Liberia: On 3 March, the Council adoptedresolution 1971 that discontinued the authorisation of UNMIL military personnel to provide security for the Special Court of Sierra Leone in Freetown. On 16 March the head of UNMIL, Ellen Løj, briefed the Council on the situation in Liberia (S/PV.6495), followed by consultations. The chair of the Liberia configuration of the Peacebuilding Commission, Permanent Representative of Jordan to the UN, Prince Zeid Ra’ad Zeid Al-Hussein, and the Permanent Representative of Liberia to the UN, Marjon Kamara, also spoke.
Cyprus: On 15 March, Special Adviser on Cyprus Alexander Downer briefed Council members in consultations on the status of the negotiations in Cyprus (S/2011/112). In the briefing, Downer said that talks between the two sides have intensified, yet little substantive progress has been made on the difficult issues of property, territory, and security and guarantees. He said that upcoming elections in Cyprus and Turkey might stall progress in the negotiations in the near future.
Afghanistan: On 17 March, the Council held an open debate on Afghanistan (S/PV.6497) and received a briefing from the head of the UNAMA on the report of the Secretary-General (S/2011/120). Permanent Representative of Afghanistan Zahir Tanin addressed the Council, as did Australia, Canada, Iran, Italy, Japan, New Zealand, Norway, Pakistan, Turkey and the EU.On 22 March the Council adopted resolution 1974 renewing the mandate of UNAMA for 12 months and calling for a comprehensive review of UNAMA’s mandate before the end of 2011. The Council strengthened the language on the importance of Afghan leadership and the transition process, women’s rights, sustainability of electoral processes and the threat posed by illicit drugs.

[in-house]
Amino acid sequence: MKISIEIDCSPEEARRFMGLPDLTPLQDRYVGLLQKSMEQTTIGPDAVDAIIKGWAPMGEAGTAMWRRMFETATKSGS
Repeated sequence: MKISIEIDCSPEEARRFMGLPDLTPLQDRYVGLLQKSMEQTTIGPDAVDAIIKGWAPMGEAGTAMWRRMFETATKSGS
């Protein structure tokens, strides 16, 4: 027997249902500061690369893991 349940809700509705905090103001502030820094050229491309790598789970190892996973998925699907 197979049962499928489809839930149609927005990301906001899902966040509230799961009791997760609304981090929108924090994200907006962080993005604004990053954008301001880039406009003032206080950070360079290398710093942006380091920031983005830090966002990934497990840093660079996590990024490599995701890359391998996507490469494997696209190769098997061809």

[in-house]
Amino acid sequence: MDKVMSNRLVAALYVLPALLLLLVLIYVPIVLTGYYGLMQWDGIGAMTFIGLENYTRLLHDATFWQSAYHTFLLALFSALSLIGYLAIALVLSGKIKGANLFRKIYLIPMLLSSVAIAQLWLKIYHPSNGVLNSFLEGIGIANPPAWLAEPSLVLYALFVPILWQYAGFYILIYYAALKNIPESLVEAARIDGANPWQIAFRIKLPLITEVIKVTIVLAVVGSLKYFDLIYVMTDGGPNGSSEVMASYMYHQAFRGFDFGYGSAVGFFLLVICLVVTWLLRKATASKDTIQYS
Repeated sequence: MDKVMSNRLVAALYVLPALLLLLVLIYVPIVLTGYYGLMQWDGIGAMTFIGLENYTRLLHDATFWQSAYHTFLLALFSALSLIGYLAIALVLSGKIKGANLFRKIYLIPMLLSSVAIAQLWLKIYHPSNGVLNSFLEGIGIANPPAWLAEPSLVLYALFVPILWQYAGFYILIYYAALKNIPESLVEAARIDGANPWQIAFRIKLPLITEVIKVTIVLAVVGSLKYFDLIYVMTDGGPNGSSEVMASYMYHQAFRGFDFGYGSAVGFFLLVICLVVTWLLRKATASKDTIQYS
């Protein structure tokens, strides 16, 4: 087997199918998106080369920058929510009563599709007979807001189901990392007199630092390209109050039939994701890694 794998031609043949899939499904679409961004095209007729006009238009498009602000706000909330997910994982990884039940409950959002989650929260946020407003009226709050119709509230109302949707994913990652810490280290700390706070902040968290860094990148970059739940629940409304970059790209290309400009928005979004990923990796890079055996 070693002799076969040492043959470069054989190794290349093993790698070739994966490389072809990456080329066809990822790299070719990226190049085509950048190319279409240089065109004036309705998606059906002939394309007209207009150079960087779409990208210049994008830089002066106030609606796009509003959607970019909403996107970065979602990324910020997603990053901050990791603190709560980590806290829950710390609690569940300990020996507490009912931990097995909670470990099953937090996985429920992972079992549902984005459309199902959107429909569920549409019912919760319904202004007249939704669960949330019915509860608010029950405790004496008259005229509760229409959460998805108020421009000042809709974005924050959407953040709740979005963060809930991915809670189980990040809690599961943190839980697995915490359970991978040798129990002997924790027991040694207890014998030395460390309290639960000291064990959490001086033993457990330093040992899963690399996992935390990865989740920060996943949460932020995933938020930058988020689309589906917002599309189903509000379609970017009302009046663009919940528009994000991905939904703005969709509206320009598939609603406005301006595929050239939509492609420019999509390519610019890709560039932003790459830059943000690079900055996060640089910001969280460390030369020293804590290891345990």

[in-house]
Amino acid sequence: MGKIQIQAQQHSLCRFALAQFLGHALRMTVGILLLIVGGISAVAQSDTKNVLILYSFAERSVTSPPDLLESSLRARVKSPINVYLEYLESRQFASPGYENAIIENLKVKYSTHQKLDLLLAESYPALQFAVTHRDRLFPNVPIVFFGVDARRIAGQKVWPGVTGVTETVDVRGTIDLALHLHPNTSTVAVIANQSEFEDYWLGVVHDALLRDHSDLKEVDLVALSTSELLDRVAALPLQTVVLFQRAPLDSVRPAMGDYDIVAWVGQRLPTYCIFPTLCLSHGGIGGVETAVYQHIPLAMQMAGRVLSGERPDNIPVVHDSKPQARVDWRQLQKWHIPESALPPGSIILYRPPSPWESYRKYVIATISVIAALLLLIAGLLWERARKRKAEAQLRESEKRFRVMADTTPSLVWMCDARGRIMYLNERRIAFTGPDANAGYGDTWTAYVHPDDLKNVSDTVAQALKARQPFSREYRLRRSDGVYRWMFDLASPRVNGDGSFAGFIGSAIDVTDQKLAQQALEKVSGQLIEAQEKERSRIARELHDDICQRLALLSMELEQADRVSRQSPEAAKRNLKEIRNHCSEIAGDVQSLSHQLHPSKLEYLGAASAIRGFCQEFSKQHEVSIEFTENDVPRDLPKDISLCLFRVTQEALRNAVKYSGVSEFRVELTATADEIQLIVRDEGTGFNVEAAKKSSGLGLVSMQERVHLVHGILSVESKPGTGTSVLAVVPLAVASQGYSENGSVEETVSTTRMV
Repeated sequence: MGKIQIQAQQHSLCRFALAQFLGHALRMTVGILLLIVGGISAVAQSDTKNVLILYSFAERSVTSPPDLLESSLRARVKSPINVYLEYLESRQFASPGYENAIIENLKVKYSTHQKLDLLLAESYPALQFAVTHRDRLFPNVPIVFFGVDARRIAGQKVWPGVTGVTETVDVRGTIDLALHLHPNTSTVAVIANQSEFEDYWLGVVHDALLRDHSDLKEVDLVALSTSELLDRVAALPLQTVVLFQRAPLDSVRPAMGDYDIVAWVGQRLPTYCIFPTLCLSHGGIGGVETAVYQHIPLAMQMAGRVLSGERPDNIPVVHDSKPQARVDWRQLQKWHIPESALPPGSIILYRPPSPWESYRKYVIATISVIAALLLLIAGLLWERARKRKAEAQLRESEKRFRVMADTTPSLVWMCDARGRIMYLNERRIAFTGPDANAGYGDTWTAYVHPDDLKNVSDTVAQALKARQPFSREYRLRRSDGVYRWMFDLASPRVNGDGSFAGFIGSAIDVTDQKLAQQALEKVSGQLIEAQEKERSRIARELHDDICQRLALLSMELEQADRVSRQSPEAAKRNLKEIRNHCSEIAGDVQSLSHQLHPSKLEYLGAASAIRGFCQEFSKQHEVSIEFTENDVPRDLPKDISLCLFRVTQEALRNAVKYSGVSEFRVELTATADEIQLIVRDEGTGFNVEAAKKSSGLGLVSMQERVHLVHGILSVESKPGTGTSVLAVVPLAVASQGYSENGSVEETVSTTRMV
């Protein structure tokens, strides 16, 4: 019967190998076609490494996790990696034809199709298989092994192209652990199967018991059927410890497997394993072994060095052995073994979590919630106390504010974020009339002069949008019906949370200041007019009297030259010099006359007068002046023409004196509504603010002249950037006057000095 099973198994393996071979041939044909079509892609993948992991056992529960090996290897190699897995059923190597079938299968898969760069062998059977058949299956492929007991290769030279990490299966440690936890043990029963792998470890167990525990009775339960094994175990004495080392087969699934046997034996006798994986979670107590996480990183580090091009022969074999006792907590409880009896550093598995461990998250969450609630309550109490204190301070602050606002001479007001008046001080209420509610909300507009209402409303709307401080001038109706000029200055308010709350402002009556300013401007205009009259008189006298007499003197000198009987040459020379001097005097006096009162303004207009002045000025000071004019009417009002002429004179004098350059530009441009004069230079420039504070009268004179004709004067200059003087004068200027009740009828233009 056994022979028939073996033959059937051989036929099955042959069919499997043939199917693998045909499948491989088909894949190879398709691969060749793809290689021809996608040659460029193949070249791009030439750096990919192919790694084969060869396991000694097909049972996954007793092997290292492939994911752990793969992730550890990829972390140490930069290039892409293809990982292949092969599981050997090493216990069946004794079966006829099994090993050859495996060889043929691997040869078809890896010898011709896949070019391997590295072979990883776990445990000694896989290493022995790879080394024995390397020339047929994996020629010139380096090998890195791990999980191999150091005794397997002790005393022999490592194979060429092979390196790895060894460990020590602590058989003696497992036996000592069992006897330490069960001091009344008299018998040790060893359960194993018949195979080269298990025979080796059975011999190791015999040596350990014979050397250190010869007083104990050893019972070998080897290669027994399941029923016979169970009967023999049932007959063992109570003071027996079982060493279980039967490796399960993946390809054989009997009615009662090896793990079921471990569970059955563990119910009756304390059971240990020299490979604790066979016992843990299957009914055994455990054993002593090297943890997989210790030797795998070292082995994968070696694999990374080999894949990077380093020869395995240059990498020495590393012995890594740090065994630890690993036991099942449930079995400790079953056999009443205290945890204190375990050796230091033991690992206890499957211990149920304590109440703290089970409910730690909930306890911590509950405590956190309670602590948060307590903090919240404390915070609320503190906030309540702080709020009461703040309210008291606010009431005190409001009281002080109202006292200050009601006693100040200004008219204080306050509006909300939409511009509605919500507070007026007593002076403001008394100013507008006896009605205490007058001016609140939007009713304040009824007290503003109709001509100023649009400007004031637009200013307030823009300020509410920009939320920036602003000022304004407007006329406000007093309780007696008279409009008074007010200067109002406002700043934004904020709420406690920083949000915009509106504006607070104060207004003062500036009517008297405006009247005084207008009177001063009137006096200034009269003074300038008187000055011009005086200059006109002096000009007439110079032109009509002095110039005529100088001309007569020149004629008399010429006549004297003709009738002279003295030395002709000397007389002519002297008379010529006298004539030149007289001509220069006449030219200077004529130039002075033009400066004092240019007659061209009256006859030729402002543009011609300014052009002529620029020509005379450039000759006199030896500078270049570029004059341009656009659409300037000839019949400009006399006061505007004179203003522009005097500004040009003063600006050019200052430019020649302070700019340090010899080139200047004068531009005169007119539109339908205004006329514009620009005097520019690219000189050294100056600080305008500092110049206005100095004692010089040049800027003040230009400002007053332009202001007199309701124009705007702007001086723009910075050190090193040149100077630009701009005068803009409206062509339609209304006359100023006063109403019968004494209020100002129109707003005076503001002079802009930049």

Kenya: On 18 March, Council members held an interactive dialogue with the permanent representative of Kenya. AU representatives also attended. Kenya has been pursuing a deferral of the ICC proceedings and seeking a decision from the Council in accordance with Article 16 of the Rome Statute. On 31 January, the Assembly of the AU decided to support and endorse Kenya’s position, and requested the African members on the Security Council to place the issue on the Council’s agenda (Assembly/AU/Dec.334(XVI). During the interactive dialogue, Kenya argued that an Article 16 deferral would give it time to establish alternative domestic adjudicative mechanisms. Some Council members agreed that domestic adjudication was preferable under the complementarity principle of the Rome Statute, yet generally Council members were of the view that the situation in Kenya was not a threat to international peace and security such as justified the use of Article 16. Several members said that Council action is not warranted, and that a preferable venue for Kenya’s arguments was the ICC itself, where it can raise the issue under Article 19 of the Rome Statute. At the end of the meeting, the AU representative expressed the hope that the Council would discuss the issue in informal consultations. However, no meetings are planned.